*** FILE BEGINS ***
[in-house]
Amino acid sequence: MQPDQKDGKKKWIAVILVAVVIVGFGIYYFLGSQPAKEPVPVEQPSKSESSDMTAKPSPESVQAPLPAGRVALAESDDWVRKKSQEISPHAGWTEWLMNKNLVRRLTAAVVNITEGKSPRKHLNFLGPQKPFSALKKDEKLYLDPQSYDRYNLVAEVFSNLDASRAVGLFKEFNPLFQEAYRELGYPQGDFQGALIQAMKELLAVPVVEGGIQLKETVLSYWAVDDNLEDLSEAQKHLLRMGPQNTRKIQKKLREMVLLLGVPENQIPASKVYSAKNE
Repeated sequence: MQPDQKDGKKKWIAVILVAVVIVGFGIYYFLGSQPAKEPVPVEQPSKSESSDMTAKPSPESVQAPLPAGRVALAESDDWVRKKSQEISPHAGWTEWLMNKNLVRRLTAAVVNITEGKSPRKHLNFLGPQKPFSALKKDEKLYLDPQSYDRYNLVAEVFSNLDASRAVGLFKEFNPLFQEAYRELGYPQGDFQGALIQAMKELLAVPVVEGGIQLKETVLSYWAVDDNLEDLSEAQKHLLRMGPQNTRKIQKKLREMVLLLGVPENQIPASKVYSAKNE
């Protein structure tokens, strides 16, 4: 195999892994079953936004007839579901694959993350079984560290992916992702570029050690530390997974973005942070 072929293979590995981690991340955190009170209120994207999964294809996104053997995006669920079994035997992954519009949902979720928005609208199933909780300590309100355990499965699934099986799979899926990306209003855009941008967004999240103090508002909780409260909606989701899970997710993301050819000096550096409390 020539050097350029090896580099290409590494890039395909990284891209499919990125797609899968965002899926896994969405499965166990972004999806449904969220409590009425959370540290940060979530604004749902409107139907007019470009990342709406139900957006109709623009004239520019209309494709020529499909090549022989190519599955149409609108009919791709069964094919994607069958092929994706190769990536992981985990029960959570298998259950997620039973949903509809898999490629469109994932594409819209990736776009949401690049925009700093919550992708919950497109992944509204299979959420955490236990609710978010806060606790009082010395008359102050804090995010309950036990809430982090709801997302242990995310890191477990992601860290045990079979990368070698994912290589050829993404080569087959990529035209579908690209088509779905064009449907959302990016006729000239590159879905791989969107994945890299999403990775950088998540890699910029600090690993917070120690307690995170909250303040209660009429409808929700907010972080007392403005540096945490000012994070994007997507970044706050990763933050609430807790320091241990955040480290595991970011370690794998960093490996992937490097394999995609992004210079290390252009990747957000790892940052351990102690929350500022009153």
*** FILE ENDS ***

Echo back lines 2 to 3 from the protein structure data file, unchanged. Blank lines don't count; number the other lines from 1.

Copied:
Amino acid sequence: MQPDQKDGKKKWIAVILVAVVIVGFGIYYFLGSQPAKEPVPVEQPSKSESSDMTAKPSPESVQAPLPAGRVALAESDDWVRKKSQEISPHAGWTEWLMNKNLVRRLTAAVVNITEGKSPRKHLNFLGPQKPFSALKKDEKLYLDPQSYDRYNLVAEVFSNLDASRAVGLFKEFNPLFQEAYRELGYPQGDFQGALIQAMKELLAVPVVEGGIQLKETVLSYWAVDDNLEDLSEAQKHLLRMGPQNTRKIQKKLREMVLLLGVPENQIPASKVYSAKNE
Repeated sequence: MQPDQKDGKKKWIAVILVAVVIVGFGIYYFLGSQPAKEPVPVEQPSKSESSDMTAKPSPESVQAPLPAGRVALAESDDWVRKKSQEISPHAGWTEWLMNKNLVRRLTAAVVNITEGKSPRKHLNFLGPQKPFSALKKDEKLYLDPQSYDRYNLVAEVFSNLDASRAVGLFKEFNPLFQEAYRELGYPQGDFQGALIQAMKELLAVPVVEGGIQLKETVLSYWAVDDNLEDLSEAQKHLLRMGPQNTRKIQKKLREMVLLLGVPENQIPASKVYSAKNE